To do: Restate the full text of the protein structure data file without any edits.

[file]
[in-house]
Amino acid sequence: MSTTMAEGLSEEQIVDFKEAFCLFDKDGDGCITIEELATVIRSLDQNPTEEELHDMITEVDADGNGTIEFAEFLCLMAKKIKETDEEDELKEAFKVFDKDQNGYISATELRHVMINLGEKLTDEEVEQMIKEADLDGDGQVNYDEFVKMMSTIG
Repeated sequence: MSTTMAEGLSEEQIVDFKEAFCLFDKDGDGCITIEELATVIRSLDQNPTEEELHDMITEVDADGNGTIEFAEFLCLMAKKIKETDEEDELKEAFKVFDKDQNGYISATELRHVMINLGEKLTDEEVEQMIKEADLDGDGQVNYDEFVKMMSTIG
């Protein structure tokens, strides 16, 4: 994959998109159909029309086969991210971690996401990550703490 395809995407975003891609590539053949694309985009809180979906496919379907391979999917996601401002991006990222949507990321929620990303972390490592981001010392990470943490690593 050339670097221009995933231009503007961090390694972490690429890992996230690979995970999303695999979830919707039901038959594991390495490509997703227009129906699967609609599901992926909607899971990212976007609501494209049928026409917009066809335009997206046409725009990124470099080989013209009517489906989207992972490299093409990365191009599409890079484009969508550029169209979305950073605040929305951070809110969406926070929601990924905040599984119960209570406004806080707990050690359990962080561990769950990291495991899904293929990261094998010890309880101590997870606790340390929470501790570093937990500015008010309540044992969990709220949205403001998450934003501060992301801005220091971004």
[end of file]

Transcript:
[in-house]
Amino acid sequence: MSTTMAEGLSEEQIVDFKEAFCLFDKDGDGCITIEELATVIRSLDQNPTEEELHDMITEVDADGNGTIEFAEFLCLMAKKIKETDEEDELKEAFKVFDKDQNGYISATELRHVMINLGEKLTDEEVEQMIKEADLDGDGQVNYDEFVKMMSTIG
Repeated sequence: MSTTMAEGLSEEQIVDFKEAFCLFDKDGDGCITIEELATVIRSLDQNPTEEELHDMITEVDADGNGTIEFAEFLCLMAKKIKETDEEDELKEAFKVFDKDQNGYISATELRHVMINLGEKLTDEEVEQMIKEADLDGDGQVNYDEFVKMMSTIG
């Protein structure tokens, strides 16, 4: 994959998109159909029309086969991210971690996401990550703490 395809995407975003891609590539053949694309985009809180979906496919379907391979999917996601401002991006990222949507990321929620990303972390490592981001010392990470943490690593 050339670097221009995933231009503007961090390694972490690429890992996230690979995970999303695999979830919707039901038959594991390495490509997703227009129906699967609609599901992926909607899971990212976007609501494209049928026409917009066809335009997206046409725009990124470099080989013209009517489906989207992972490299093409990365191009599409890079484009969508550029169209979305950073605040929305951070809110969406926070929601990924905040599984119960209570406004806080707990050690359990962080561990769950990291495991899904293929990261094998010890309880101590997870606790340390929470501790570093937990500015008010309540044992969990709220949205403001998450934003501060992301801005220091971004």